Pope Removes Notorious Chilean Abuser from the Priesthood

By Ines San Martin
September 28, 2018

Chilean former priest Fernando Karadima attends a 2015 hearing at the Supreme Court building in Santiago. The priest has been accused of sexually abusing minors. (Credit: Sebastian Silva/EPA via CNS.)

Seven years after Fernando Karadima was found guilty by the Vatican of sexually abusing minors and sentenced to a life of penitence and prayer, Pope Francis has made the “exceptional” decision to remove him from the priesthood.

A Vatican statement released on Friday said the decision was made “in conscience and for the good of the Church.”

The now former priest had been found guilty of abuse by the Vatican in 2011, and had been sentenced to a life of penitence and prayer.

Karadima was never sentenced by Chilean courts due to the country’s statute of limitations.

To this day, it’s unknown how many people were sexually abused by Karadima. Presumably, the number of people who were psychologically abused, victims of his abuse of power, or who had their consciences manipulated by the priest, is even larger.

In the 1980s and 1990s Karadima led a one-time impressive lay movement from his parish in El Bosque, Chile, with some 40 young men finding their vocation to the priesthood there. Four of these men, who formed his “iron circle,” were later made bishops.

The prelates have long been accused by the survivors of Karadima of having known of the abuses of their mentor and covering up for him. Francis has accepted the resignation of two of these bishops, and one of them, Juan Barros, has been subpoenaed by the prosecutor’s office on charges of cover-up.

Juan Carlos Cruz, one of the victims, immediately reacted to the news of Karadima being expelled from the priesthood on Twitter, saying that he “never thought I’d see this day. A criminal who has ruined so many people’s lives with his abuse.”

“I thank Pope Francis for doing this. I hope thousands of survivors feel a bit of the relief I feel today,” Cruz wrote.

Citing the Code of Canon Law, canon 331, the Vatican said Francis had “exercised his ordinary authority which is supreme, full, immediate and universal.”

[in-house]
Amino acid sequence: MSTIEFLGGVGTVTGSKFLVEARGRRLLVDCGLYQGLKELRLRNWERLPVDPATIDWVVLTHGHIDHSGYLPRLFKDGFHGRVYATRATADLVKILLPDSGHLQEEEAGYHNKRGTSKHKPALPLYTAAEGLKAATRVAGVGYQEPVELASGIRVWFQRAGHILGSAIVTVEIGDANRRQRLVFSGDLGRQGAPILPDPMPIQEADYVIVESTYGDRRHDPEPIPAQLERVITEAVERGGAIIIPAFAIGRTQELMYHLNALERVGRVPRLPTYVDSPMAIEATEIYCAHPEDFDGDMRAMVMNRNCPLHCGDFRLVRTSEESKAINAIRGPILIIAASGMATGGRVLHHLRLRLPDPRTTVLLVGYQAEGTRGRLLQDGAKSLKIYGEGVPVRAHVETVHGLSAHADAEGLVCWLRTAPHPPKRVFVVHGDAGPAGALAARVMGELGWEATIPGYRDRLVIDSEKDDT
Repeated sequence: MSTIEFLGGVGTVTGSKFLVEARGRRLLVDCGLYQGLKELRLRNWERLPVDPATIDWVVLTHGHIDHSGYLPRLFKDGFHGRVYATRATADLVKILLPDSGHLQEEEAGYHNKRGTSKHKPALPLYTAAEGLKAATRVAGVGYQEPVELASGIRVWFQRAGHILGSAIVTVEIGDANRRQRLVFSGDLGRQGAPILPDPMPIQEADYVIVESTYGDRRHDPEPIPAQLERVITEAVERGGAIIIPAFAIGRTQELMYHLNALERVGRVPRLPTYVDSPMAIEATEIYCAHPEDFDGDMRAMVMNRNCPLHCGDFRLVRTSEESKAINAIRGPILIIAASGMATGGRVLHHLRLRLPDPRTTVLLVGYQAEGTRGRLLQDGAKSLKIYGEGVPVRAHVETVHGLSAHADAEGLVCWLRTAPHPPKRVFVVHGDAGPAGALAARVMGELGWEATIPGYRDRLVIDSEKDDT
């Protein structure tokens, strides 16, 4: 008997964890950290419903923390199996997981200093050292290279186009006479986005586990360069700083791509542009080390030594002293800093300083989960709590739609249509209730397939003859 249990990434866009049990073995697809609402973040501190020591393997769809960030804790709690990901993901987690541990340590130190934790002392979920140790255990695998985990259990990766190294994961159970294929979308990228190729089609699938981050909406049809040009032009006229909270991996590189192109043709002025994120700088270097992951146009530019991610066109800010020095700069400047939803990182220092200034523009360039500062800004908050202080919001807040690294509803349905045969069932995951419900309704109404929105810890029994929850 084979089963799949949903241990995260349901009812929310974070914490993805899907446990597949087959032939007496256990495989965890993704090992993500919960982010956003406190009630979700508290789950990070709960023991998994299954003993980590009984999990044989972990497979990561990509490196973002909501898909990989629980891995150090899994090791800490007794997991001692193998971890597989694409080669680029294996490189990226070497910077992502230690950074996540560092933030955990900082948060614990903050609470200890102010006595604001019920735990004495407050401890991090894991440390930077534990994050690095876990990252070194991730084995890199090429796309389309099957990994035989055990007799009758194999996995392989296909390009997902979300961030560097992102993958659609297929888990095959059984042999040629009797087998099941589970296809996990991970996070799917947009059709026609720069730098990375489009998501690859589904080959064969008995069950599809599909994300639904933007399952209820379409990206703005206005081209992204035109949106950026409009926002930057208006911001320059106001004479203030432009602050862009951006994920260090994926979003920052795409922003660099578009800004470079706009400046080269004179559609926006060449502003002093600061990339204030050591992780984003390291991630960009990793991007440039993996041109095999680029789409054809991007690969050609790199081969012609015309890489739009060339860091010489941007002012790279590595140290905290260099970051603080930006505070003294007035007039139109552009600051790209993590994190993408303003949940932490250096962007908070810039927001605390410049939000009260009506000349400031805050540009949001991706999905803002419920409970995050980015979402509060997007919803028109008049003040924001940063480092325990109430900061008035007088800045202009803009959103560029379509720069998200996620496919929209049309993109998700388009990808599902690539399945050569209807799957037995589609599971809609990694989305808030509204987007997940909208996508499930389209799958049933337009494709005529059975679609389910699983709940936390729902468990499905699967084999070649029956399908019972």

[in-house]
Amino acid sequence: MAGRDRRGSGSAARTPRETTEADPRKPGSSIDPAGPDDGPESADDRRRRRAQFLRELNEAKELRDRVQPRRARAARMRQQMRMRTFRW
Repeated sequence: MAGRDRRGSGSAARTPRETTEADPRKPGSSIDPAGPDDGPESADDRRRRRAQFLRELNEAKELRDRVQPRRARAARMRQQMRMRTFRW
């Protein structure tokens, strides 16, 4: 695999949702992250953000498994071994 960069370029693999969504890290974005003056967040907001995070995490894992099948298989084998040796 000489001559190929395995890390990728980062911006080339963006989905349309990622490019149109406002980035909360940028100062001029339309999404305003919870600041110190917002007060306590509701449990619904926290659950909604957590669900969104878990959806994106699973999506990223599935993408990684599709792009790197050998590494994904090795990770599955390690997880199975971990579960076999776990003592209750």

The entire canon, which is the first of a series dedicated exclusively to the figure of the pope, reads: “The bishop of the Roman Church, in whom continues the office given by the Lord uniquely to Peter, the first of the Apostles, and to be transmitted to his successors, is the head of the college of bishops, the Vicar of Christ, and the pastor of the universal Church on earth. By virtue of his office he possesses supreme, full, immediate, and universal ordinary power in the Church, which he is always able to exercise freely.”

Karadima was an extremely powerful man. The parish he ran was always full of people, with nightly eight o’clock Masses that were standing-room only.

The announcement from the Vatican, which came a day after the pope’s decision, follows a similar decree that led to the removal from the priesthood of Cristian Precht, who, like Karadima, had been found guilty of abuse by the Vatican, but instead of getting a life sentence of penitence and prayer, was suspended from ministry for five years, from 2012 to 2017.

While Precht was a hero to the left and Karadima was considered much more conservative, the two moved among the country’s elites. Precht was often referred to as a “charming bear, friendly with everyone,” while Karadima was widely regarded as the opposite.

To date, it still remains unclear as to why in the early 2010s, Karadima received a life-long sentence and Precht only a five-year one, while the two were investigated at virtually the same time.








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